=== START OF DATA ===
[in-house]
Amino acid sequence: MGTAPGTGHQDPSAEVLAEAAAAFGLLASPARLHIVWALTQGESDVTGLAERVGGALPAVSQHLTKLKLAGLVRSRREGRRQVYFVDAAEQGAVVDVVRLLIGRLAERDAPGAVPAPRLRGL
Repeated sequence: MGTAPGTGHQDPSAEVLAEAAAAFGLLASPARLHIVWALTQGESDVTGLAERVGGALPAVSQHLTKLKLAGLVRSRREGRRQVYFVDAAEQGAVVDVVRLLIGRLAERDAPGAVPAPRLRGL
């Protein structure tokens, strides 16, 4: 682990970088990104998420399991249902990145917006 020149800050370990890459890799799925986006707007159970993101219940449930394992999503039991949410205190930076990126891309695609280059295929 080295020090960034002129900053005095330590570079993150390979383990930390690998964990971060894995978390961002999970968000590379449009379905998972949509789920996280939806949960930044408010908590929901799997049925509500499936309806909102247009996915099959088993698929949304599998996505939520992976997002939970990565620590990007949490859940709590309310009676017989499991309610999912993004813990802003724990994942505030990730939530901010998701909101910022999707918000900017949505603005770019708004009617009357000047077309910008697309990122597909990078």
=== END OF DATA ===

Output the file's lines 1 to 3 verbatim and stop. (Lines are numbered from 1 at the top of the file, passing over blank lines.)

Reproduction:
[in-house]
Amino acid sequence: MGTAPGTGHQDPSAEVLAEAAAAFGLLASPARLHIVWALTQGESDVTGLAERVGGALPAVSQHLTKLKLAGLVRSRREGRRQVYFVDAAEQGAVVDVVRLLIGRLAERDAPGAVPAPRLRGL
Repeated sequence: MGTAPGTGHQDPSAEVLAEAAAAFGLLASPARLHIVWALTQGESDVTGLAERVGGALPAVSQHLTKLKLAGLVRSRREGRRQVYFVDAAEQGAVVDVVRLLIGRLAERDAPGAVPAPRLRGL